But hey, enough of the small talk. You all came to look at the comics, right? Or you accidentally clicked a link to this blog and are wondering what the hell these MS Paint squiggles are all about? Well then, allow me to elucidate:

The Characters

Ed is the first guy you play as. While quite awkward and meek, Ed's the most desperate to find out what happened to Resonance, the breakthrough scientific study he and his boss Dr Javier Morales were working on.
Detective Bennet is a slovenly senior cop and the game's closest thing to a wild card. Dude's definitely got the "I'm getting too old for this shit" angle covered.
Ray's kind of an asshole. He's also a delightfully uncomplicated unscrupulous blogger with an over-reliance on using pretentious wordplay and has a severe overestimation of his own talent and importance. Can't help but feel a kinship, honestly.
Anna's kind of the tragic heroine in all this, as she's never not being put through some awful situation, whether in the real world or in one of her dream flashbacks. I guess you could say she's the soul of the piece? She's the only regular person, at least.

The Puzzles

Resonance really has three types of special puzzle, beyond the traditional "use X on Y" set-up that is in every graphic adventure game ever. They are:

Co-operation Puzzles: Such as when one character runs interference while others do sneaky shit. There's a few cases of this in the game, though not nearly enough of them to justify this premise. I mean, it is ostensibly why we have four playable characters, right?
Timed Puzzles: These aren't as bad as they can sometimes get. The few timed puzzles in this game (usually involving Anna running away from something) tend to be fraught with tension because you know something bad will happen if the bad guy catches up. Because she's the most identifiable character, it's easy to be in her shoes and be terrified for one's life. Or at least terrified that we'd have to redo the last four or five puzzles if we fuck up.
Layton Puzzles: I don't really know what is a better term for this kind of thing. Such a name has the same problem as "Doom Clone". A Layton puzzle, as featured in the Layton games as well as quite a few others now, is a self-contained mini-puzzle involving numbers or logic or spatial reasoning that tests your intellect rather than your resourcefulness. The few that are in this game are pretty clever but won't fry your melon in the process, including one that can be made infinitely easier with the right item.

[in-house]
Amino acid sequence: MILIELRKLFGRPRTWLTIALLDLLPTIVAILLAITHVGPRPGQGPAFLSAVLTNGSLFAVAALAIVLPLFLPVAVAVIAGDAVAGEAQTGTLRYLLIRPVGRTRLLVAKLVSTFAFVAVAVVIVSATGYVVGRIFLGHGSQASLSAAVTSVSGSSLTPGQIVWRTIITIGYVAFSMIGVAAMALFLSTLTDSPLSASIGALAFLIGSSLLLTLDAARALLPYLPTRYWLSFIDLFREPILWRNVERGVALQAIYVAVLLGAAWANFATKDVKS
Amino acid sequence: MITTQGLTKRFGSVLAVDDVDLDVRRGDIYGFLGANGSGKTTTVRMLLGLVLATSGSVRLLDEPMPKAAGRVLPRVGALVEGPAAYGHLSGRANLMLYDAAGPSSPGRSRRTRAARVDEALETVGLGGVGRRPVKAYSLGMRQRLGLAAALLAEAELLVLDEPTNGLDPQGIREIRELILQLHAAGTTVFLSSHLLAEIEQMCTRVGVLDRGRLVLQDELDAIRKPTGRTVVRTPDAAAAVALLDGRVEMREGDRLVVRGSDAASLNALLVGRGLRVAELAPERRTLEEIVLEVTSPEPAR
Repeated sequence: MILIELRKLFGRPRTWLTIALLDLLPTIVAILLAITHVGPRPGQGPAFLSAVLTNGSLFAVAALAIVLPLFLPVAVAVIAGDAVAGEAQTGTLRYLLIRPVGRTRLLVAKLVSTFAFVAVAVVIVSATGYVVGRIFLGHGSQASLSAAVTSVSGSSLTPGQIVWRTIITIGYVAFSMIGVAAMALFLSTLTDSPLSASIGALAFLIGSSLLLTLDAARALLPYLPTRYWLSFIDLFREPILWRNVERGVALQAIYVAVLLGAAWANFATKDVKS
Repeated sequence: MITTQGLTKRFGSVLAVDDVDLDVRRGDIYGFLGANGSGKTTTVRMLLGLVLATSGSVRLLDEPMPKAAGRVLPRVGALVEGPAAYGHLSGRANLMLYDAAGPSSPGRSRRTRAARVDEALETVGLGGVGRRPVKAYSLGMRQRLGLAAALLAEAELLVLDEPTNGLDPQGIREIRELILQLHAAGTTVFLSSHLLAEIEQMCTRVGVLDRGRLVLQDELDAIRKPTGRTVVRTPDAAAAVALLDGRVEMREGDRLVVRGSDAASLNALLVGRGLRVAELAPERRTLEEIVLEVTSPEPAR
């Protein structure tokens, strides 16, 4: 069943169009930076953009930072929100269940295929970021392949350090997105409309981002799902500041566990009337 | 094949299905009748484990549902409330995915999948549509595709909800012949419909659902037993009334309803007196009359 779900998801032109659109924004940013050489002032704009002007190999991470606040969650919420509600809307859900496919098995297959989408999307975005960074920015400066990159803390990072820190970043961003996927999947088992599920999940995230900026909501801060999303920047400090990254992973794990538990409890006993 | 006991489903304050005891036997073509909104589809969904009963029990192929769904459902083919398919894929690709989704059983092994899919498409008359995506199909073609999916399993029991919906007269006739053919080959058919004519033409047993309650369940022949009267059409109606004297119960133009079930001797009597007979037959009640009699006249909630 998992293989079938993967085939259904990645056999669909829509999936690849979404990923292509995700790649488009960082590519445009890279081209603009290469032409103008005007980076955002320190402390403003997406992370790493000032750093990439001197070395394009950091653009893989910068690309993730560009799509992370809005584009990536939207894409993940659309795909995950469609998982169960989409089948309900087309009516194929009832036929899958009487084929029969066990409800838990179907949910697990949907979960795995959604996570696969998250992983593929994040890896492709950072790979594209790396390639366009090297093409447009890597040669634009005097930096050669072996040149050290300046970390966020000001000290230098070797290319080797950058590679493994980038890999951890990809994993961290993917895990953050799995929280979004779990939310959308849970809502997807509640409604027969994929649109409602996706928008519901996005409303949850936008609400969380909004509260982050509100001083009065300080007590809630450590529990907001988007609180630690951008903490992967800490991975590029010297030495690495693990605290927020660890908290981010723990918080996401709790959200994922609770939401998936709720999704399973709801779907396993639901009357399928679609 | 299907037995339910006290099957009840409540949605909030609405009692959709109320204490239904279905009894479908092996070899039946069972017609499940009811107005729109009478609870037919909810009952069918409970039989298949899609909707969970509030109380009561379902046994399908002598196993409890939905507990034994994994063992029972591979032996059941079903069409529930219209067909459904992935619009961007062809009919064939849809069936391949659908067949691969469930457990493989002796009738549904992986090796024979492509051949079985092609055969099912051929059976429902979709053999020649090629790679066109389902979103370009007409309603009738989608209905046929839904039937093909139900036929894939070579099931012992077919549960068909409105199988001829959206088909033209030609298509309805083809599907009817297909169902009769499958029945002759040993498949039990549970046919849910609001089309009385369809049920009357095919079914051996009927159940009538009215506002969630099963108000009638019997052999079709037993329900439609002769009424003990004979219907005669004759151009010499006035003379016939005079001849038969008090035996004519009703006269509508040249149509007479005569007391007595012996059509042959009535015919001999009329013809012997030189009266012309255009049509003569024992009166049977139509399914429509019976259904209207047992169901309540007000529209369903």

I'll be writing up a review presently (or have done, even), but I hope these goofy illustrations give you some general idea of how this game sets itself apart from its graphic adventure peers, or at least tries to. As a budget game made by a fledgling (but improving) studio on third-party open source AGS software, it's an impressive enough adventure with a decent (if a little goofy) thriller plot that I'd be happy to recommend to fans of the genre. Should it find itself in some affordable Indie Brain Pack or Wadjet Eye Collection down the line, y'all should definitely consider it.

Thanks again to for giving me this game to tinker with as well as his continued support and I'll be back a little later with perhaps another "A Brief Jaunt Through" for the rest of you. I did threaten to do one more of those, after all.

Moderator
Posted by Video_Game_King

Blogging is sexy? Then I should be drowning in pussy.

Posted by Sparky_Buzzsaw

Hah, great read, Mento. I've been curious about this game, and it's good to have a new, creative take on it.

Moderator
Posted by Hailinel

@Video_Game_King said:

Blogging is sexy? Then I should be drowning in pussy.

Careful what you wish for.

Posted by Video_Game_King

@Hailinel said:

@Video_Game_King said:

Blogging is sexy? Then I should be drowning in pussy.

Careful what you wish for.

Dude, I made it through Shizune's bad ending in Katawa Shoujo; clearly, I am able to handle the most hideous of genitals.

Posted by Tordah

After watching the quick looks for this and Gemini Rue, it certainly seems like Wadjet Eye Games has found a niche that works for them. I mean, how many other adventure game developers that specialize in atmosphere and noir trappings can you name?

Posted by JCTango

@Mento: Nice. This game is awesome. Everyone who's a fan of Gemini Rue should get this.

I like that "acute" joke you did btw haha. That scene was awkwardly adorable in a way.

Did you finish it already? I took a break after getting to the part where all the characters meet up for the first time.

The intruder scenes and nightmare scenes were pretty scary to me...

Posted by Winternet

Not as good as Gemini Rue, but still pretty cool game.

Posted by ZombiePie

I'm really interested in playing Gemini Rue as well as this but just haven't gotten around to it. I'll certainly keep this on my radar.

Moderator
Posted by Vexxan

I can't stop loving your drawings.

Posted by Oni

I like Resonance more than Gemini Rue, but I haven't finished Gemini Rue. Got to the part where the two characters meet up iirc. The story in Resonance was more immediately gripping to me. Gemini Rue takes too long to tell you what it's actually about.